2) Your second choice, in my opinion, should be Columbia. Although I honestly believe that Berkeley's program in IP is better than Columbia's, you have to understand that most of the large law firms in the US (even the top NY law firms) dont want associates only specialized in IP/IT. You should be able to work not only in IP/IT, but also in corporate and contracts, because corporate and contract related work is a huge part, if not most, of the IP/IT work. Although I believe Berkeley is better for IP/IT academic purposes, I honestly think that Columbia LLM has an overall better reputation between top law firms and Columbia will give you a better background in corporate/contracts, if you dont have one.
3) You third choice should be Berkeley. They have a very strong academic program for IP/IT and they also have good entrance in the Silicon Valley. For academic purposes, in IP/IT, I believe they are as good as Stanford, but they dont have a strong corporate program as Stanford (which is important to find a job). Also, Stanford and Columbia have better reputation and better results in placing students.
4) Your 4th choice, in my opinion, should be Penn. They are good for corporate, but not so special in IP/IT. But you should go for them instead of the others we are discussing because of the reputation.
5) Duke should be your next decision. They have a good corporate and capital markets program and better reputation than UVA and GWA. They place a lot of associates in NY, and this may help you when competing for a position.
6) UVA is your next option, for reputation reasons only.
7) GWA is the last one. I know they have a good position in the specialized ranking for IP/IT. But, if I can give my opinion in this raking matter just a little bit, I have NEVER heard from ANY of the Partners in my firm ANY mention to the specilized rankings. In my honest opinion, these rankings are important for academic purposes, but the general ranking is the one every Partner knows by head and it is the one that really matters when we are talking about job placement. Believe me, the persons that are defending the specilized rankings are usually the ones admitted in not so good schools that are ranked better in specific areas. But for job search purposes, they dont really matter.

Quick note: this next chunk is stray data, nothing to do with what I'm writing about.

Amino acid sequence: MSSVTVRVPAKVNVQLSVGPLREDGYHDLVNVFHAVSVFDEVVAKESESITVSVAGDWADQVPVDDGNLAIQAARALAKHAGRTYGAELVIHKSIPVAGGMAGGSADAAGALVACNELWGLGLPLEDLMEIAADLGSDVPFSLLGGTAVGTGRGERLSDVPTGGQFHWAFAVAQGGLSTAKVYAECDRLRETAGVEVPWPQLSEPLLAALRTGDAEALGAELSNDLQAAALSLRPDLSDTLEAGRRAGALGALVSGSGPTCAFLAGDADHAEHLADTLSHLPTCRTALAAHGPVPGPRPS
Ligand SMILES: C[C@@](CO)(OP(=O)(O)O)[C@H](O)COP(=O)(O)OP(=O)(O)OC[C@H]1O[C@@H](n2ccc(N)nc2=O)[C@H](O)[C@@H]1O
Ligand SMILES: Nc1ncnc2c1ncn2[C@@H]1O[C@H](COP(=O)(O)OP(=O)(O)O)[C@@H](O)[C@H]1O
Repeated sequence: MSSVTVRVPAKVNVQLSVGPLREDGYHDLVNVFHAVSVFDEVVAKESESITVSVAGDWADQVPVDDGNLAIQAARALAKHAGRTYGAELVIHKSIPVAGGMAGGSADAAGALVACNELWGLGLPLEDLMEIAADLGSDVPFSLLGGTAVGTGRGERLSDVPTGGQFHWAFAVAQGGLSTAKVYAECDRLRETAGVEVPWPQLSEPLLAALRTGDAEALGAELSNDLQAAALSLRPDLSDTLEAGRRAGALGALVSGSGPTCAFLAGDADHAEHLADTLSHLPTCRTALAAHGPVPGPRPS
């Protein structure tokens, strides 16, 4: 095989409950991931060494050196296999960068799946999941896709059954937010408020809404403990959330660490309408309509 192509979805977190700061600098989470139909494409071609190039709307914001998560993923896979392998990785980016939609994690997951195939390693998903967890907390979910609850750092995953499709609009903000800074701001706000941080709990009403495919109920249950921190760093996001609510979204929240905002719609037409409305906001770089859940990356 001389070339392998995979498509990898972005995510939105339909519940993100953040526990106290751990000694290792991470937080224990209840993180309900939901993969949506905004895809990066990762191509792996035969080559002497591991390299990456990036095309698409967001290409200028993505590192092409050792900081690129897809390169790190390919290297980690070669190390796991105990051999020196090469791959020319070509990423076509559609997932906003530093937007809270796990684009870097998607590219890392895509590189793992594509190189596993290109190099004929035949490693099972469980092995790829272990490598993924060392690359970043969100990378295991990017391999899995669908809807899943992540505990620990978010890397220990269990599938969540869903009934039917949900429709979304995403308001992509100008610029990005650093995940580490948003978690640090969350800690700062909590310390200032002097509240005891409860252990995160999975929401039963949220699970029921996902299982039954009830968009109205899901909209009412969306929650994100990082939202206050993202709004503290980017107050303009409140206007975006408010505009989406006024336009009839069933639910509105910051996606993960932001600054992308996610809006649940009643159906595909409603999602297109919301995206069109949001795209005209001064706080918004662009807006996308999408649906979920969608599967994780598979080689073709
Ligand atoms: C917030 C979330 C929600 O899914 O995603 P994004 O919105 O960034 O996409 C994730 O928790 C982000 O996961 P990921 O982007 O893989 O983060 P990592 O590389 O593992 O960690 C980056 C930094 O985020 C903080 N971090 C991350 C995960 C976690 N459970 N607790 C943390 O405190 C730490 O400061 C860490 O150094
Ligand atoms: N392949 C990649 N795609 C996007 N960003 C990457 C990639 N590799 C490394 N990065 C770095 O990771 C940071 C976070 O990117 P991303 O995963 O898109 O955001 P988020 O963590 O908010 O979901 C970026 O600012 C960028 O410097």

I hope this helps. I wish you the best!
quote
Jammin
Hi 8EIOSPIT7,
As you have noticed I'm in a similar position to yours being admitted to Columbia, Duke, UVA, etc. and still waiting to hear from SLS, HLS, UPenn and Chicago (I haven't applied to GWU and Berkeley).
I agree 100% with Gloss's view (actually he already provided me with valuable advice on this matter few weeks ago) even if my interests are slightly different from yours as
I will focus on Corporate/Capital Markets Law instead of IP.
So, go with SLS if you manage to get admitted otherwise stick with Columbia.
Ciao
Miki
Hi 8EIOSPIT7,
As you have noticed I'm in a similar position to yours being admitted to Columbia, Duke, UVA, etc. and still waiting to hear from SLS, HLS, UPenn and Chicago (I haven't applied to GWU and Berkeley).
I agree 100% with Gloss's view (actually he already provided me with valuable advice on this matter few weeks ago) even if my interests are slightly different from yours as
I will focus on Corporate/Capital Markets Law instead of IP.
So, go with SLS if you manage to get admitted otherwise stick with Columbia.
Ciao
Miki
quote
Among these 3 schools, probably Duke is better.

However, Stanford, Penn and Berkeley are really good and that would be a tough decision :)
Among these 3 schools, probably Duke is better.

However, Stanford, Penn and Berkeley are really good and that would be a tough decision :)

quote
8EIOSPIT7
Dear Gloss,
Honestly, your post is one of the most clear and concise answers I have ever read since I first logged up to LLM-Guide two years ago! Here are some comments.

1) Your first choice, in my opinion, should be Stanford (it sounds terrible because I studied there,

It is not terrible at all! Pls dont mention that again! All the people dealing with legal affairs around the globe have the same opinion with you. Yes, Stanford is the best option BUT at the same time a long shot for someone with my credentialsTherefore, I have fingers crossed and waiting for their reply!

2) I think that Columbia Vs Berkeley in IP/IT field is the most interesting part of your post.
You wrote: You should be able to work not only in IP/IT, but also in corporate and contracts, because corporate and contract related work is a huge part, if not most, of the IP/IT work.